We continued our drive having many sightings of impalas on the side of the road and we saw some lovely vervet monkeys. Then we got a tip about lions on the Tshokwane tar. We decided to have a go and while passing zebras and buffalos on the way, we made it indeed to the lions. Three young males were lying in the high grass so at first we only saw some ears wiggle. If you haven't been on a safari in the winter or just after, you should know that the colour yellow of the lion is an exact match to the yellow of the dry grass. So even though these lions were just about 20 meters away from us, they were mostly invisible. We decided to wait patiently for a while and to see what would happen when more and more cars came to look at those wiggling ears. Well, to be honest, not much. Until one male decided to get up and find another spot to lie down. And when that was apparently a worse spot, he returned to his original hiding place. And that was all we got for staring at grass for 30min! But those two minutes of seeing a full lion up close was definitely worth it!
We turned around and drove back towards Marula tar to return to Skukuza. On the way we saw a Burchell's coucal, also know as the rain bird, but luckily it stayed quiet, saw a lovely elephant herd drinking in the dam and caught the tail end of an elephant herd crossing the road towards the river for a drink, a couple of bushbucks, some steenboks, more buffalos and just before Skukuza 4 giraffes.
We had our lunch once again at Skukuza, since the detour to see the lions gave us a limited time frame to go someplace else. Then off we went, once again along Napi. This time we saw a giraffe munching quite close to the road and our new animal of today was a klipspringer on Klipspringer Koppies (if you ever wondered where the name came from, now you know).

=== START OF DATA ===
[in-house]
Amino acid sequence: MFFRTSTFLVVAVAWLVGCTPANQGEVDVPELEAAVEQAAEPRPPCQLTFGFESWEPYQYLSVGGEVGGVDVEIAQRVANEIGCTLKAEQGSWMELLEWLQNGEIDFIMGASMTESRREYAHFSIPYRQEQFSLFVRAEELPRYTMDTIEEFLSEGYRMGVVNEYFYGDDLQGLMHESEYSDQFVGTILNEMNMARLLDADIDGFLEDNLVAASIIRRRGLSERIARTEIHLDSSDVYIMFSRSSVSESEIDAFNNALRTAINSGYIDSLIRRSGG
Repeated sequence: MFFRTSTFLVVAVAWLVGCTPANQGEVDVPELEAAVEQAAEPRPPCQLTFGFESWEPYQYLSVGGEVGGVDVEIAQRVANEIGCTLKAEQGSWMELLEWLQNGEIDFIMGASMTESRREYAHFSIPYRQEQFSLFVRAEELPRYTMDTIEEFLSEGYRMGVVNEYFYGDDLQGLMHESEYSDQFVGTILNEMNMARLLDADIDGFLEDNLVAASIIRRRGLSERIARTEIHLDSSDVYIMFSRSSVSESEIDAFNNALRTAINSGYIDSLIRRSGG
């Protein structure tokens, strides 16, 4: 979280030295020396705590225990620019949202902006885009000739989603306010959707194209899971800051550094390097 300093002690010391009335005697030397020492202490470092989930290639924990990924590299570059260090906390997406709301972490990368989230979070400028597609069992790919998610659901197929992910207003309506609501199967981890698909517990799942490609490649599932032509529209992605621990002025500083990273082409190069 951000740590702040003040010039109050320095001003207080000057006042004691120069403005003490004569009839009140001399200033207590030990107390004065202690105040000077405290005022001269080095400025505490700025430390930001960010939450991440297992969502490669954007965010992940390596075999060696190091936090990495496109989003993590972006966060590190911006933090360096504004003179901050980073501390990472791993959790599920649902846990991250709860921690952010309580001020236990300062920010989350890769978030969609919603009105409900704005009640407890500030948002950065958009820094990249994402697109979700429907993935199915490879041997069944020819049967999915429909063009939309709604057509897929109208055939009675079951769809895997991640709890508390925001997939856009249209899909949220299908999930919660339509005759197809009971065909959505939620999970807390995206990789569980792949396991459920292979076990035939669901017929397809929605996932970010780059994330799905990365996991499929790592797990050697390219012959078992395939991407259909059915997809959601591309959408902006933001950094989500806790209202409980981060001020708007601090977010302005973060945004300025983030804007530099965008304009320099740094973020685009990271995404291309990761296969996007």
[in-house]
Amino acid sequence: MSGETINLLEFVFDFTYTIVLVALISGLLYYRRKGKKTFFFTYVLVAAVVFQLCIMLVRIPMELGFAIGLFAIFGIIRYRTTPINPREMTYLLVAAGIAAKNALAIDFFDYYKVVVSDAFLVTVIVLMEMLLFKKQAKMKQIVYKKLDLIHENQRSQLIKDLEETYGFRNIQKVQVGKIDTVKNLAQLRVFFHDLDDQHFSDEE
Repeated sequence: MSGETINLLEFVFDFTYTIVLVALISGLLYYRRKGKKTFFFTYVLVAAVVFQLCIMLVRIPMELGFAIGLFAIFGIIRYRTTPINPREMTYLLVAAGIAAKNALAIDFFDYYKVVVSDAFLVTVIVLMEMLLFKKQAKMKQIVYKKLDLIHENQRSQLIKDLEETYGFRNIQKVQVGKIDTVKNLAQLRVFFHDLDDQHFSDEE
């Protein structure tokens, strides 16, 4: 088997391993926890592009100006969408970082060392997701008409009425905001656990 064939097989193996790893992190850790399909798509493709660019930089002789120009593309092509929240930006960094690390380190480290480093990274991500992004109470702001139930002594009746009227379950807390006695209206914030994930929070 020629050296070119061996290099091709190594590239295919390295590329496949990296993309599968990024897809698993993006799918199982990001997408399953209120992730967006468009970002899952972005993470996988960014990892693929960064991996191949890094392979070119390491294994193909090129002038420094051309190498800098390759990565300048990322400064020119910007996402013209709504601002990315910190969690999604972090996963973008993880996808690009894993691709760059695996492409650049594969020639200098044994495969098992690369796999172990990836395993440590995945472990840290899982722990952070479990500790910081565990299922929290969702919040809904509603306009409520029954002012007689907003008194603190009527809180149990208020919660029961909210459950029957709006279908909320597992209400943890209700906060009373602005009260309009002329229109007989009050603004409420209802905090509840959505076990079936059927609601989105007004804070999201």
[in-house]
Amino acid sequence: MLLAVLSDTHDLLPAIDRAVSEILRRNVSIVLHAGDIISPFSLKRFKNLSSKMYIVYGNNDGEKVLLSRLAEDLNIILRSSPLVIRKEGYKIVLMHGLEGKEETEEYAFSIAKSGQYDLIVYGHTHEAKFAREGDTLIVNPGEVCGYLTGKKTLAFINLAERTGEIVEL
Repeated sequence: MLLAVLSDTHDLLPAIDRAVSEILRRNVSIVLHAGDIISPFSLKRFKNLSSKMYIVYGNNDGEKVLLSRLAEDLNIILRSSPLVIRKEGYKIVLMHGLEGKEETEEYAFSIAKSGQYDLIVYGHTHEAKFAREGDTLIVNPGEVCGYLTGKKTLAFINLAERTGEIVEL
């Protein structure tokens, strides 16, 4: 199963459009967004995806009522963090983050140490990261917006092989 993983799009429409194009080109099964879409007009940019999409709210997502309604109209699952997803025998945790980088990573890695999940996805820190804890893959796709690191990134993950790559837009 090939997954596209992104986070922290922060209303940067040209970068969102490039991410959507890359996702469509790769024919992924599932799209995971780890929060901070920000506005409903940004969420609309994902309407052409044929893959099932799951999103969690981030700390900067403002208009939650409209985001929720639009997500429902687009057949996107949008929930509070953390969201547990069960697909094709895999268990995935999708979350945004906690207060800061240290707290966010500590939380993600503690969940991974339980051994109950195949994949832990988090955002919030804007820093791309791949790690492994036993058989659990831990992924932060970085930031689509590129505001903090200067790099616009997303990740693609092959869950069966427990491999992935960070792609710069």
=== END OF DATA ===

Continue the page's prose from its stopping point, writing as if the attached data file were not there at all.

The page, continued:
And then suddenly, out of the corner of our eye, we saw something move. Out in the open was walking ... a leopard!! Our abrupt stopping maneuver got noticed, so we got an evil eye and then he continued walking as if nothing was following him. We kept up with him while he walked alongside us, about 10 meters in the bush. And then he decided to cross the road just behind us. As other cars had turned up he did it at a bit of a trot, but then walked slowly on the other side. We kept following until he settled down just behind a fallen tree where he found something to munch on. It looked like a warthog leg and he started chewing on it as if his life depended on it. Well, he was looking a bit slim, but not so much he wouldn't be able to hunt. So while he was munching this afternoon snack, the sighting got busier with cars and as he didn't seem to want to walk any further we decided to leave him. It was however once again third time lucky as we missed a leopard sighting by minutes already twice this morning! That's how life can be in the bush.
We continued down Napi where we were entertained by various sightings like
a tree squirrel, plenty steenboks, even more elephants, , scattered sightings of buffalo bulls, the same hyenas as this morning, just less obvious, kudus, dwarf mongoose and a black bellied bustard that was standing on the exact same hill as yesterday. He was real though as he was making his very recognizable sound as if he blows a bubble. We finished as we started with a sighting of a yellow-billed kite, however he had finished eating by now.
8 November 2014
Another cloudy and drizzly morning, but we set off anyways hoping the
weather would be better. On camp road we encountered some waterbucks and a duiker that ran away once we stopped to look at it. We drove Numbi tar towards Pretoriuskop to take one of the loops. A warthog walked ahead of us on the side of the road, showing us the way. On the loop a leopard was seen this morning, but we unfortunately had missed it. We did get to see a nice elephant show of a male trying to impress a female. Either he was doing yoga, just trying to separate her from the other elephants in her group or maybe even proposing, fact is that we saw him doing all kinds of weird stretches and that he went down on his knees for her. Either way, she was not impressed and when he forgot for a split second to cut her off, she crossed the road and rejoined the others. For one of the young ones in the group, this was probably the first encounter with an adult male as he kept sniffing the air and looked rather stressed and uncomfortable.